Webb, Mississippi

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Webb, Mississippi
Town
Location of Webb, Mississippi
Location of Webb, Mississippi
Coordinates: 33°56′49″N 90°20′43″W / 33.94694°N 90.34528°W / 33.94694; -90.34528Coordinates: 33°56′49″N 90°20′43″W / 33.94694°N 90.34528°W / 33.94694; -90.34528
Country United States
State Mississippi
County Tallahatchie
Area
 • Total 0.4 sq mi (1.1 km2)
 • Land 0.4 sq mi (1.1 km2)
 • Water 0.0 sq mi (0.0 km2)
Elevation 151 ft (46 m)
Population (2000)
 • Total 587
 • Density 1,380.0/sq mi (532.8/km2)
Time zone Central (CST) (UTC-6)
 • Summer (DST) CDT (UTC-5)
ZIP code 38966
Area code(s) 662
FIPS code 28-78480
GNIS feature ID 0679411

Webb is a town in Tallahatchie County, Mississippi. The population was 587 at the 2000 census.

History[edit]

Webb was founded circa 1880. The first post office was founded in 1880 and named Hood for one of the earlier settlers. In 1882, Judge James L.A. Webb, a Confederate veteran and a University of North Carolina graduate, operated the only store there and later the Hood Masonic Lodge was built. There was one saloon at that time called "The Razzle Dazzle". The town was incorporated in 1905.

In those days most of the groceries and necessities were brought to Hood by flat bottom boat from Sharkey, being hauled down the river from Friars Point. Cassidy Bayou was navigable then and was maintained by the government from Sharkey to Hood. The town was later renamed in honor of Judge Webb.

In July 2001, Earnestine Dixon became the first African American mayor of the town, serving one term from 2001-2005.

Marrell Dixon, the son of Earnestine Dixon, became the first person to play any type of professional sports (Semi Pro Football Memphis Panthers-2007, Tupelo Fireants (Arena Football) 2003-2004). He was also the first person from Webb to play football at Mississippi State University.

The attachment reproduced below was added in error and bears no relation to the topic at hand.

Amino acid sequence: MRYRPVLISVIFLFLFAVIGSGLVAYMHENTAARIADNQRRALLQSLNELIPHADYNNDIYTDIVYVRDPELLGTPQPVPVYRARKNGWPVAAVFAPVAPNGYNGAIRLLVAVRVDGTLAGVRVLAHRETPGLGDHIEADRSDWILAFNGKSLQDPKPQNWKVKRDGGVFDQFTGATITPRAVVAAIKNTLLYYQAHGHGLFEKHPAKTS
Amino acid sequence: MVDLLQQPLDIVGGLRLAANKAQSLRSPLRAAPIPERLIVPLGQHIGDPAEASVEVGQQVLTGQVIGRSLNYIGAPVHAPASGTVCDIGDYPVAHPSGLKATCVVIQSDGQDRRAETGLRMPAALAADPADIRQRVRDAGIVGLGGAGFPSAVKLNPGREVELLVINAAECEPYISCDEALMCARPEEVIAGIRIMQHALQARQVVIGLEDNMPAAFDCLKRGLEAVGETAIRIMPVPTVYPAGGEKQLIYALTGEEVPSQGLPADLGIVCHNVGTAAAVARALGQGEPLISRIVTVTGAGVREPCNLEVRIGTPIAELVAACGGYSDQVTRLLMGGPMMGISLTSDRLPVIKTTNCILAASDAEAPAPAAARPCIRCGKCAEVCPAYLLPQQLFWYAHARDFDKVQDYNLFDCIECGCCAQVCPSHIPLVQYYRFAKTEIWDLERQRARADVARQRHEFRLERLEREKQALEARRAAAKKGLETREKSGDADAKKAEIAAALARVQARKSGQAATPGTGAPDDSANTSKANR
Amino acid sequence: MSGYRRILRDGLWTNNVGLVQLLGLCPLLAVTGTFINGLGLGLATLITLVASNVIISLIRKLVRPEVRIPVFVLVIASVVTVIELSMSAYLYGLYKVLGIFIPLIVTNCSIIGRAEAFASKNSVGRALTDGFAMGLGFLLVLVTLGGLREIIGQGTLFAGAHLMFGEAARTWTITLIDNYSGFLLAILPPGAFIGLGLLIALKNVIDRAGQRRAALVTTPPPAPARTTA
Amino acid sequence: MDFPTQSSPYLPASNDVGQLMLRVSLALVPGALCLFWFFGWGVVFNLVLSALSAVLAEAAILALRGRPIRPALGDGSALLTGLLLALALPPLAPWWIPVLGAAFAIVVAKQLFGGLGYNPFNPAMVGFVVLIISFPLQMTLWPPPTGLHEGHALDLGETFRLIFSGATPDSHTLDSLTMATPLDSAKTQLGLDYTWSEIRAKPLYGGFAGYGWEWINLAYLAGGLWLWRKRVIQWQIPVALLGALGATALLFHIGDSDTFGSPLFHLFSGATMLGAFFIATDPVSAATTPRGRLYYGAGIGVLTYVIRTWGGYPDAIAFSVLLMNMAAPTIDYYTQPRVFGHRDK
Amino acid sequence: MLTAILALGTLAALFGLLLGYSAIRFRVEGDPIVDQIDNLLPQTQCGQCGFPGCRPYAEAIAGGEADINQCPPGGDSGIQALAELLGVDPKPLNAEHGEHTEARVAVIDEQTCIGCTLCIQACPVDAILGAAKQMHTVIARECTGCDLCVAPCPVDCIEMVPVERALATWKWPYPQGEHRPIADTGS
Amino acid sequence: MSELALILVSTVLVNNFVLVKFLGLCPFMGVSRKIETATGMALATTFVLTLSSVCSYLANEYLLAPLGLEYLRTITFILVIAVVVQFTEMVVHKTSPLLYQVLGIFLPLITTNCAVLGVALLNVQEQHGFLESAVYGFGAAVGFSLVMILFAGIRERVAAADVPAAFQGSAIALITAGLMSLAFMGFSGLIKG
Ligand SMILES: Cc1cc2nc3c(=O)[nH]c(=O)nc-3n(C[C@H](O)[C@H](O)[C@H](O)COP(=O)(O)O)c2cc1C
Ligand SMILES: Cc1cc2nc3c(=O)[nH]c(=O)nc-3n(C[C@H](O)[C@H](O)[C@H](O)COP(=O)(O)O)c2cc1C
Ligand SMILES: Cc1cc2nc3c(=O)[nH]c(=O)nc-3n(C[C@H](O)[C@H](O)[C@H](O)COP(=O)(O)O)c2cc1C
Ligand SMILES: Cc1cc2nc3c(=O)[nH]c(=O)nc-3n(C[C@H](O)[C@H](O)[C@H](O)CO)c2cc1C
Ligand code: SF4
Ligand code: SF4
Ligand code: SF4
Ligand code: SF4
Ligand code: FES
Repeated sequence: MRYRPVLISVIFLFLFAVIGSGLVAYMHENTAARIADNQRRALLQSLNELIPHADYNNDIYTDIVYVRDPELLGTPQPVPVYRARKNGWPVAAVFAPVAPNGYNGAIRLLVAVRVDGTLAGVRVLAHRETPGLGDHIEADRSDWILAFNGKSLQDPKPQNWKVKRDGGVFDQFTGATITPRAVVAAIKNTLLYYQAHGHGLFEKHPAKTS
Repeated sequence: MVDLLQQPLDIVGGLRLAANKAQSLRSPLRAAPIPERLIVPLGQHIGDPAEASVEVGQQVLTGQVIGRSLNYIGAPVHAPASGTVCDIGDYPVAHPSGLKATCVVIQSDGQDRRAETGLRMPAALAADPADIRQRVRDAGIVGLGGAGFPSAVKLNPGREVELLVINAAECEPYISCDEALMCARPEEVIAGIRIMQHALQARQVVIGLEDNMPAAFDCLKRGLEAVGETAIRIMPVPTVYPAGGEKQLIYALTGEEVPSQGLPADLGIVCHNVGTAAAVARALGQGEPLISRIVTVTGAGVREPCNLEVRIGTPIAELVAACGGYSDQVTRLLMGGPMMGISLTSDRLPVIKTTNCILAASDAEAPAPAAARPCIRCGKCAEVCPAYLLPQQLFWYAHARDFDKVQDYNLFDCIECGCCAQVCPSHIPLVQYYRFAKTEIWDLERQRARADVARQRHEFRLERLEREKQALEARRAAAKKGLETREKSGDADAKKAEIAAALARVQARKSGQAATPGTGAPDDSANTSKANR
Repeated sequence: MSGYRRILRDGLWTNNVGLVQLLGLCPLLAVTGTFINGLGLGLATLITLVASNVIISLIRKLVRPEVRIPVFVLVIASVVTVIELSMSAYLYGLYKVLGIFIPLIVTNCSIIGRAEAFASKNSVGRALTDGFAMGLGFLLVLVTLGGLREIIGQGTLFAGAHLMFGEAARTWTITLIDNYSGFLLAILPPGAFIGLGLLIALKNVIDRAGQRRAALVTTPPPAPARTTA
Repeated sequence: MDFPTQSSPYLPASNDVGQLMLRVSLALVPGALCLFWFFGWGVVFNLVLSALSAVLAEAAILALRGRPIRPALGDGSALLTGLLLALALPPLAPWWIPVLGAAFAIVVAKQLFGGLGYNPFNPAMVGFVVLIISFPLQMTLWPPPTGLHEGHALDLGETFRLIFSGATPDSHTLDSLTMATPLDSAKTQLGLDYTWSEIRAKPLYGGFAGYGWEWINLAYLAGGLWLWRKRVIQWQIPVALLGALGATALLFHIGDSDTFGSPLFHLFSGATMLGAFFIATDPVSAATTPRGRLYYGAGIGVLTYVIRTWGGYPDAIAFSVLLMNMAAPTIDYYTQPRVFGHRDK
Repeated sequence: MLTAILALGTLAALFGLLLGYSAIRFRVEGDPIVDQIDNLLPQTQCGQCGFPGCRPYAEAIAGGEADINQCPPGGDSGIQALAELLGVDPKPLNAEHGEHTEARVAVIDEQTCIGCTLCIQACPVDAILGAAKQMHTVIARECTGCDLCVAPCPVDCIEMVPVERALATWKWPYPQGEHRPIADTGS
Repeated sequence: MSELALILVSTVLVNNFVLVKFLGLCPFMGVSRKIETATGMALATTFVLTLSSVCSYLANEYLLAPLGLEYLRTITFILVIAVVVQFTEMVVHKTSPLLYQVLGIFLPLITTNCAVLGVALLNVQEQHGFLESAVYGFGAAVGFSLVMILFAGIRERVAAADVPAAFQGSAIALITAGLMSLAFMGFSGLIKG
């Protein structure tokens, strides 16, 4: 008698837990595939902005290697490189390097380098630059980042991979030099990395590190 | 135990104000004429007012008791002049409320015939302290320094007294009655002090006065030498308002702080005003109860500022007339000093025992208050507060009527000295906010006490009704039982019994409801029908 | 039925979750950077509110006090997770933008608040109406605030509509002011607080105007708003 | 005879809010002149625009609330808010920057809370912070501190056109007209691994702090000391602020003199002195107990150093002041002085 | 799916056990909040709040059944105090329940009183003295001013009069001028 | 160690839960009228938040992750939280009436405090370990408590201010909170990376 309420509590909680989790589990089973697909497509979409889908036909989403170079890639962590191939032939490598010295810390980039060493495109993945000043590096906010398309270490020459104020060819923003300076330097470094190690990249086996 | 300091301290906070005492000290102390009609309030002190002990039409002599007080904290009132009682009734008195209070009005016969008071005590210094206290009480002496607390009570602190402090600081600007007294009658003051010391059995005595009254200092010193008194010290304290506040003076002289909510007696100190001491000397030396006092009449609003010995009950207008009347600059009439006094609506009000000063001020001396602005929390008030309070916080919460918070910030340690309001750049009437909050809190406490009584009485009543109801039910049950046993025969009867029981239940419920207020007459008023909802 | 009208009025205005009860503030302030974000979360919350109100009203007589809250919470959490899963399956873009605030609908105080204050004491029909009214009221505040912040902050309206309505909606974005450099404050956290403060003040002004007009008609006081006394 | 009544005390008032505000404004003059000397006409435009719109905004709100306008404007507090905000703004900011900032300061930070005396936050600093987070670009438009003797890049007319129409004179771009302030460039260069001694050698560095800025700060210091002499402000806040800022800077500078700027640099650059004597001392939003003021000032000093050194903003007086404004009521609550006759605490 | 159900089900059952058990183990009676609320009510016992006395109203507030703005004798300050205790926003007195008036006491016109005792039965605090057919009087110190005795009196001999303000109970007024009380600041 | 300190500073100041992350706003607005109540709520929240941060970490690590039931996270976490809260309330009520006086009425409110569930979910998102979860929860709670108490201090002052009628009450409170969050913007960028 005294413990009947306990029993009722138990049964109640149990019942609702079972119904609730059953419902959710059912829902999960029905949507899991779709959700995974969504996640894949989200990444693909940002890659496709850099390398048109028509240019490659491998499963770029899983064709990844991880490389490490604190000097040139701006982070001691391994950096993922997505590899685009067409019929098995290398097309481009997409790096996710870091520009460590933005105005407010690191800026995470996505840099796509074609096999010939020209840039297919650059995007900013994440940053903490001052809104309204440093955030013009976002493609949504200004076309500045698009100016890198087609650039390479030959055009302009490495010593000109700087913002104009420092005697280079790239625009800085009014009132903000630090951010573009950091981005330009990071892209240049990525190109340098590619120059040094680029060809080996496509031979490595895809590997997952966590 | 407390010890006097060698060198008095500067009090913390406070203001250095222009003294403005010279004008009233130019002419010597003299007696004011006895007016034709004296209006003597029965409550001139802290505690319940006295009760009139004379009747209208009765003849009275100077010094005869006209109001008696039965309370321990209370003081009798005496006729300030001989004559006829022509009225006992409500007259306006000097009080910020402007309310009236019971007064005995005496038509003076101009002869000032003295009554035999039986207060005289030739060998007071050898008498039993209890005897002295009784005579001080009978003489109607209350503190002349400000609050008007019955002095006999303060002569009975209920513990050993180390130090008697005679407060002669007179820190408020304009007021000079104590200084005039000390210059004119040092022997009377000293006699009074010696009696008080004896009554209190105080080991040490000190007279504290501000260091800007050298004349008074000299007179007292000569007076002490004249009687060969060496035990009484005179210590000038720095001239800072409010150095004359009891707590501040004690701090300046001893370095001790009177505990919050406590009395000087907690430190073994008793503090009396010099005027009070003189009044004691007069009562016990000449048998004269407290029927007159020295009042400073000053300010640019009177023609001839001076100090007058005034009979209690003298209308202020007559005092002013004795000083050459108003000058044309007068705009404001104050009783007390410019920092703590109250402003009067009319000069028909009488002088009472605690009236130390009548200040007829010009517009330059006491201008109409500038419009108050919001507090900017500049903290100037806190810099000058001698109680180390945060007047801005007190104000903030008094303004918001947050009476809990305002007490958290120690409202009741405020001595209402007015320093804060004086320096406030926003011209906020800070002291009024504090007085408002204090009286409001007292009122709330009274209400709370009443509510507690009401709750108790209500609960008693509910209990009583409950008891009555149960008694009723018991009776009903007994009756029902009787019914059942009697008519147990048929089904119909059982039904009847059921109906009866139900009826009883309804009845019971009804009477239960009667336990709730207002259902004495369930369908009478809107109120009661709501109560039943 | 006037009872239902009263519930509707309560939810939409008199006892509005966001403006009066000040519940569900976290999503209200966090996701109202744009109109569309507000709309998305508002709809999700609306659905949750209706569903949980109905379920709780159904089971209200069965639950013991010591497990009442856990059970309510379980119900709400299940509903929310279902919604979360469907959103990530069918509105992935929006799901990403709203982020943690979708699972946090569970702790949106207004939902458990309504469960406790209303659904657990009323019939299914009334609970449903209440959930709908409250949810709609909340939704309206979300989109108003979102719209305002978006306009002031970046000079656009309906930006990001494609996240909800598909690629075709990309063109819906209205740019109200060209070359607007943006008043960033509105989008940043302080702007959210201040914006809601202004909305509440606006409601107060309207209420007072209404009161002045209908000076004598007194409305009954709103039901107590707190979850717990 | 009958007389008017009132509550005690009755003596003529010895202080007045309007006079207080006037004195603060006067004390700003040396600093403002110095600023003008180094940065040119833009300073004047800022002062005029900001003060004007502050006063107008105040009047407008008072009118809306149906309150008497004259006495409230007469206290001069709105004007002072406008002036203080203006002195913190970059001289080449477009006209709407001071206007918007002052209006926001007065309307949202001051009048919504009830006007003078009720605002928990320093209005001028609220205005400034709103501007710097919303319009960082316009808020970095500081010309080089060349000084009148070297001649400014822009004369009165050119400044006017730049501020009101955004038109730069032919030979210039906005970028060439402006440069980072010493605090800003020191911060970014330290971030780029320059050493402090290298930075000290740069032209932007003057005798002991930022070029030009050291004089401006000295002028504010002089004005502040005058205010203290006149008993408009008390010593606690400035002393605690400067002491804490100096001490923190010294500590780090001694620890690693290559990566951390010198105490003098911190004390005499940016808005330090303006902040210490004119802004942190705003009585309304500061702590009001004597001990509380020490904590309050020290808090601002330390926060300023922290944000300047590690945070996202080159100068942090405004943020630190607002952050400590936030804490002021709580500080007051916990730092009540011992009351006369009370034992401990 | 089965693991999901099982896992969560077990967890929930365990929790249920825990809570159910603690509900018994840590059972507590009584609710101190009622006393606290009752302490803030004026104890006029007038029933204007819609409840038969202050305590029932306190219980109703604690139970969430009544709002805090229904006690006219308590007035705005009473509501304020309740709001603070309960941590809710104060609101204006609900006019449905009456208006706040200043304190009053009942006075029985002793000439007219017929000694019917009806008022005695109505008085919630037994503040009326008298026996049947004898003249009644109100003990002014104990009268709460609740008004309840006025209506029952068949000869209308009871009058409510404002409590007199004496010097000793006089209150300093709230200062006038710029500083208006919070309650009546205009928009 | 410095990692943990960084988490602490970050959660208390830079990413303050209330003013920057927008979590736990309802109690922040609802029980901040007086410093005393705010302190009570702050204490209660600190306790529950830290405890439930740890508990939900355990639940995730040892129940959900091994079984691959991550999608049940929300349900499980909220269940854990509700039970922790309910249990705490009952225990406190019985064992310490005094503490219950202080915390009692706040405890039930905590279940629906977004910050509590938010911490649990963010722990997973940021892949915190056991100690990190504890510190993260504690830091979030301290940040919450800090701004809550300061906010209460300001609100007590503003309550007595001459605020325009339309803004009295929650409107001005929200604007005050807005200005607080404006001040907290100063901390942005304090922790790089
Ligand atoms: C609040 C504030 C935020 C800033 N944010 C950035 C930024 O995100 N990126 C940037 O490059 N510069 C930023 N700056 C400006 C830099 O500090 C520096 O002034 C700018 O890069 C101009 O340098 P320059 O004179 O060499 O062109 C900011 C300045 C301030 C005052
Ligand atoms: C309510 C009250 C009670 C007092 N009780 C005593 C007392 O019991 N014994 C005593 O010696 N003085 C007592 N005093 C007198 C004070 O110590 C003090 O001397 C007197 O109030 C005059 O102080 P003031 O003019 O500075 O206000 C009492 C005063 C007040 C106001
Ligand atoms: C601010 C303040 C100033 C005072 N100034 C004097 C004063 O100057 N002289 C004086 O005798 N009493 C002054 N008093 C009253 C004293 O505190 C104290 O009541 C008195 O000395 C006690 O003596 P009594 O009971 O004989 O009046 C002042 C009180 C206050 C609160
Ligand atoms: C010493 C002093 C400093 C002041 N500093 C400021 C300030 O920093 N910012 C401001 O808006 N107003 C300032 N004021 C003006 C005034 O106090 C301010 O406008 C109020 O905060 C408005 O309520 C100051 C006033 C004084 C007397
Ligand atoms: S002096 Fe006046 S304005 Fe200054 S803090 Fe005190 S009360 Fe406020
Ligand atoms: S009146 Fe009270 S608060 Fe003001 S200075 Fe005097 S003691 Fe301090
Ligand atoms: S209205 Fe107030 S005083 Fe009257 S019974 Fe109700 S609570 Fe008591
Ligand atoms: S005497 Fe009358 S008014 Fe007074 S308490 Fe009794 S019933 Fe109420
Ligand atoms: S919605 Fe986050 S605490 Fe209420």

Geography[edit]

Webb is located at 33°56′49″N 90°20′43″W / 33.94694°N 90.34528°W / 33.94694; -90.34528 (33.947045, -90.345304)[1].

According to the United States Census Bureau, the town has a total area of 0.4 square miles (1.0 km2), all land.

Demographics[edit]

As of the census[2] of 2000, there were 587 people, 225 households, and 135 families residing in the town. The population density was 1,380.0 people per square mile (527.1/km²). There were 251 housing units at an average density of 590.1 per square mile (225.4/km²). The racial makeup of the town was 35.09% White, 61.33% African American, 2.04% Asian, and 1.53% from two or more races. Hispanic or Latino of any race were 0.85% of the population.

There were 225 households out of which 26.2% had children under the age of 18 living with them, 33.3% were married couples living together, 20.9% had a female householder with no husband present, and 40.0% were non-families. 35.6% of all households were made up of individuals and 14.7% had someone living alone who was 65 years of age or older. The average household size was 2.61 and the average family size was 3.47.

In the town the population was spread out with 26.1% under the age of 18, 12.9% from 18 to 24, 26.4% from 25 to 44, 18.6% from 45 to 64, and 16.0% who were 65 years of age or older. The median age was 35 years. For every 100 females there were 95.7 males. For every 100 females age 18 and over, there were 96.4 males.

The median income for a household in the town was $25,000, and the median income for a family was $29,063. Males had a median income of $26,500 versus $23,125 for females. The per capita income for the town was $12,272. About 16.2% of families and 26.6% of the population were below the poverty line, including 39.4% of those under age 18 and 26.1% of those age 65 or over.

Education[edit]

The Town of Webb is served by the West Tallahatchie School District.

As of 2002 some children in Webb attended the North Sunflower Academy in unincorporated Sunflower County, and Strider Academy in Charleston.[3]

References[edit]

  1. ^ "US Gazetteer files: 2010, 2000, and 1990". United States Census Bureau. 2011-02-12. Retrieved 2011-04-23. 
  2. ^ "American FactFinder". United States Census Bureau. Retrieved 2008-01-31. 
  3. ^ "No simple solutions to education, workforce training problems. (Focus Delta & River Cities)." Mississippi Business Journal. May 27, 2002. Retrieved on August 10, 2010.

External links[edit]